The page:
Barge work is collaborative effort
Published 11:33 pm Tuesday, October 2, 2007
VIDALIA — The salvage work to bring three sunken barges up from the bottom of the Mississippi River is a collaboration between private contractors and federal bodies, officials said.
The barges sank in late January, and salvage work has begun now that the river’s level is low enough to permit it.
Before salvage work can begin, the contractors have to get permission from the U.S. Coast Guard, the governing body of the Mississippi River.
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The Coast Guard is coordinating traffic in the river to accommodate the salvage operation.
“The Coast Guard would be involved in making sure all traffic — boats up and down river — know about the operation and can plan accordingly,” Coast Guard District Eight Public Affairs Officer Lt. Ana Visneski said.
When a vessel initially sinks, the Guard broadcasts radio messages to mariners to let them know about the potential hazard, and weekly updates are sent out to remind mariners of the hazard until it is no longer needed, Visneski said.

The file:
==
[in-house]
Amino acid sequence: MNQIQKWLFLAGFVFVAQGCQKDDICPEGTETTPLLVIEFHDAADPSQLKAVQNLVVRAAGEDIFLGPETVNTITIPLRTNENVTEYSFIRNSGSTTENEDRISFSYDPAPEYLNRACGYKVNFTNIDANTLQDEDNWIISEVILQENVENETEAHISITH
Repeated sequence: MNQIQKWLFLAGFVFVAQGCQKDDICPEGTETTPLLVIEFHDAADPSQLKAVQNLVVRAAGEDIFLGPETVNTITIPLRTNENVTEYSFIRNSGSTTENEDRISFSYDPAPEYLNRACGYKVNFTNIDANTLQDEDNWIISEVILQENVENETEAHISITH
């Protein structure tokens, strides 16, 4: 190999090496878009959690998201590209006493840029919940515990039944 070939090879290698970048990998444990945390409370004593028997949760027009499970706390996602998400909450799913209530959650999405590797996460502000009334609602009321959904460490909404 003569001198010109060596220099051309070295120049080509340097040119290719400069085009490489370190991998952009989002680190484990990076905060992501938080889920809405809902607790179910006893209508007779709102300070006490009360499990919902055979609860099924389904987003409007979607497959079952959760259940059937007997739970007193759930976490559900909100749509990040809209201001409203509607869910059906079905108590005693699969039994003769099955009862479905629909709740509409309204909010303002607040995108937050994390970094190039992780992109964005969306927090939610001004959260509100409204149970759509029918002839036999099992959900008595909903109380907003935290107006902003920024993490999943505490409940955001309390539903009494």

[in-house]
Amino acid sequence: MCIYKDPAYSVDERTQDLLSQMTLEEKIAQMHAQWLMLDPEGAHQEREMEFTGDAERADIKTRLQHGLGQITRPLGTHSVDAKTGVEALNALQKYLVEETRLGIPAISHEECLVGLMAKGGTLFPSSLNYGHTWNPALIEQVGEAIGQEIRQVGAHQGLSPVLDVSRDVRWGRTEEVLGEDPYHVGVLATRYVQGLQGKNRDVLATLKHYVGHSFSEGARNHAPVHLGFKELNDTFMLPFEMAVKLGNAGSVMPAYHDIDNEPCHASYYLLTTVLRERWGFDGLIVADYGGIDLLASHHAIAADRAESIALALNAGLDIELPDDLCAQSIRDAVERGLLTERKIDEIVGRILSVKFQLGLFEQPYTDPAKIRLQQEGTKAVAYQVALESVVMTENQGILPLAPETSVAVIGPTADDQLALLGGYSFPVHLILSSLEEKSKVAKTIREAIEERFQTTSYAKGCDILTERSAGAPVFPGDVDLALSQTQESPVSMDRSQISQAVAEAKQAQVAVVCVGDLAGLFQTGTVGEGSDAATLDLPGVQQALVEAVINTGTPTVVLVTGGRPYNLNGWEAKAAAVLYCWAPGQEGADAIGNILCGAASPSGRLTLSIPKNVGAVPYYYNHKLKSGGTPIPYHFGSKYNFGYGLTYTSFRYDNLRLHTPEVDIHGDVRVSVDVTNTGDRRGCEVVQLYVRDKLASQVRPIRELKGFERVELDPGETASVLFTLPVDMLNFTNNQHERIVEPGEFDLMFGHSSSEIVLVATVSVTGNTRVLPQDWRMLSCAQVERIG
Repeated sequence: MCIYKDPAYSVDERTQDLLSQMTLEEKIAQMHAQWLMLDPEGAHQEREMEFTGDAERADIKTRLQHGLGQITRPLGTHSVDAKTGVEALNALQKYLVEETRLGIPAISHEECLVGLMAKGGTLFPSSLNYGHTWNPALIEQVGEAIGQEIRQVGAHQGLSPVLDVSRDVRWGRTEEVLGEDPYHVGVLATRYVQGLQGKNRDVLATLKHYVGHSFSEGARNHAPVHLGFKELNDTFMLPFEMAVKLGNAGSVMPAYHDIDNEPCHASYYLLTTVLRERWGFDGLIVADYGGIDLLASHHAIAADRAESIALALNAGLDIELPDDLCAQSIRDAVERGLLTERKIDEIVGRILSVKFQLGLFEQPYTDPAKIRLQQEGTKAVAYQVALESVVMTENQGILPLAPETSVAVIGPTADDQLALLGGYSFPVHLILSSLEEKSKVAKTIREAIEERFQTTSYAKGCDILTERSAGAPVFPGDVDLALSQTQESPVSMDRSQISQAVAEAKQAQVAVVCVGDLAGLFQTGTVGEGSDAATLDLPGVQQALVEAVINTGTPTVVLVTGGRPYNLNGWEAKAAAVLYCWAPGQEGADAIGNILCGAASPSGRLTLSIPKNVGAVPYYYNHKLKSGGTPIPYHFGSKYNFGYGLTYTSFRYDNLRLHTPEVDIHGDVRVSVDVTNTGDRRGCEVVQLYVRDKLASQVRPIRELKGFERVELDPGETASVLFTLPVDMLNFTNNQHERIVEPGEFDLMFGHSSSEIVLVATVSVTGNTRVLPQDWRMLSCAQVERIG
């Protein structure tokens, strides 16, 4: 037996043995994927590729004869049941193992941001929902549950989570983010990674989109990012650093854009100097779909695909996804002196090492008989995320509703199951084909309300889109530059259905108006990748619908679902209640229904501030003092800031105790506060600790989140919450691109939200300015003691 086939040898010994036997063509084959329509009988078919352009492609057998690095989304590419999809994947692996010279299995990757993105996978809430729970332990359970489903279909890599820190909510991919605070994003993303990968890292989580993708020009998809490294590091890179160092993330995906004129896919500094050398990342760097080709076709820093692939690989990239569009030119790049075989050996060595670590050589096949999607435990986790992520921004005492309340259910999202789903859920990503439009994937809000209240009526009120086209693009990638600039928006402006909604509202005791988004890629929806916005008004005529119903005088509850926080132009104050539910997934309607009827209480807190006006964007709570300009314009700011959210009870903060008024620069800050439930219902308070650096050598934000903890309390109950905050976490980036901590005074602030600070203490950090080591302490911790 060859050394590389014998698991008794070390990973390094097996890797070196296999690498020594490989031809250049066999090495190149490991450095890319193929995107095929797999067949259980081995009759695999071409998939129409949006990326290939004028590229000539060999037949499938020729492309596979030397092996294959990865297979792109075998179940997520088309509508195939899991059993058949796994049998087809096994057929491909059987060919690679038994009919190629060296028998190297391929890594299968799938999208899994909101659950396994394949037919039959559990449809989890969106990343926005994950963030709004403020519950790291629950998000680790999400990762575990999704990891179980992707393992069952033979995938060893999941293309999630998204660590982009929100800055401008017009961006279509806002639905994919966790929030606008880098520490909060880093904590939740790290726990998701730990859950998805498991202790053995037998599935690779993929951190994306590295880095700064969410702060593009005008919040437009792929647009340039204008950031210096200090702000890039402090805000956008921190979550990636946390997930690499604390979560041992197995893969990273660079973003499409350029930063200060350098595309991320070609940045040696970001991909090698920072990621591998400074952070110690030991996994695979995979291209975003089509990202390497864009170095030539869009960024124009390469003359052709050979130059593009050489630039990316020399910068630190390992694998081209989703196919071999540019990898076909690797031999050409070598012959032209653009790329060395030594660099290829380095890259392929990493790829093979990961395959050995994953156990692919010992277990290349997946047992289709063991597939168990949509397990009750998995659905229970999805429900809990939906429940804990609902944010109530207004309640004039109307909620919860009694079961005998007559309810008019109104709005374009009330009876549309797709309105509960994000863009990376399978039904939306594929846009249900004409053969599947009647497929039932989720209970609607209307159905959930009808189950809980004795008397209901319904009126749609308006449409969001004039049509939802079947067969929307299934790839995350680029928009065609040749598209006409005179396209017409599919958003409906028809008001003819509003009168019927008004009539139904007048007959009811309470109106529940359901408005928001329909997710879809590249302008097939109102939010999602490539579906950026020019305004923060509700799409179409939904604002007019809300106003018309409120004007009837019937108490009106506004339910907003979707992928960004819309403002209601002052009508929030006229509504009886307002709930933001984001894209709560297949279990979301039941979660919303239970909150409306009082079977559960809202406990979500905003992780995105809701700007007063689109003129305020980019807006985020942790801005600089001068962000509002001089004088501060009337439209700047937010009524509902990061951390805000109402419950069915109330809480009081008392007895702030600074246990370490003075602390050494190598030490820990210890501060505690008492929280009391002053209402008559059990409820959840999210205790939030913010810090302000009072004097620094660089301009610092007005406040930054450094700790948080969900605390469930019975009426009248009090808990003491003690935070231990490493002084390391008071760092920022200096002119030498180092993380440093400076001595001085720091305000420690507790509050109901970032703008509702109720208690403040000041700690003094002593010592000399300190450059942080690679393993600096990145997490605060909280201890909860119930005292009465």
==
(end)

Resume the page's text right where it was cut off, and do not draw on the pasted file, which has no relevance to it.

The U.S. Army Corps of Engineers is also involved in the procedure.
Once a vessel sinks, the Corps determines whether or not the vessel makes the river hazardous to navigation, U.S. Corps of Engineers Community Services Spokesperson Shirley Smith said.
The Corps has a survey boat they use to locate the barge and determine where it is and at what depth it sank, U.S. Army Corps Engineer Jerry Stewart said.
“If it’s got 50 feet of water over it, it’s not a problem,” he said. “If it’s in the channel but away from where the boats run, the Coast Guard can drop a buoy over it to steer people away.”
Once the determination is made as to the safety of the area, it is up to the Coast Guard to decide whether or not to close the river to traffic, Smith said.
The work being done right now is outside of the main channel and so doesn’t have much effect on river traffic, Budwine and Associates Surveyor Peter Diaz said.
Budwine and Associates is conducting the salvage operation.
“We’re pretty safe where we are,” he said. “We try not to let river traffic go between us and the banks because we do have divers around there.”
Keeping boats away is important because large boats can stir up considerable wakes, Diaz said.
“That kind of jostles them around down there,” he said.
All three sunken barges are now visible, and the water level has been dropping since the salvage operation began, Diaz said.
“Where our guys are working is anywhere from 10 to 20 to three feet deep,” he said.
The first of the barges is located under the Mississippi River Bridge, and the other two are south of the bridge, Diaz said.
The salvage project is expected to take two months.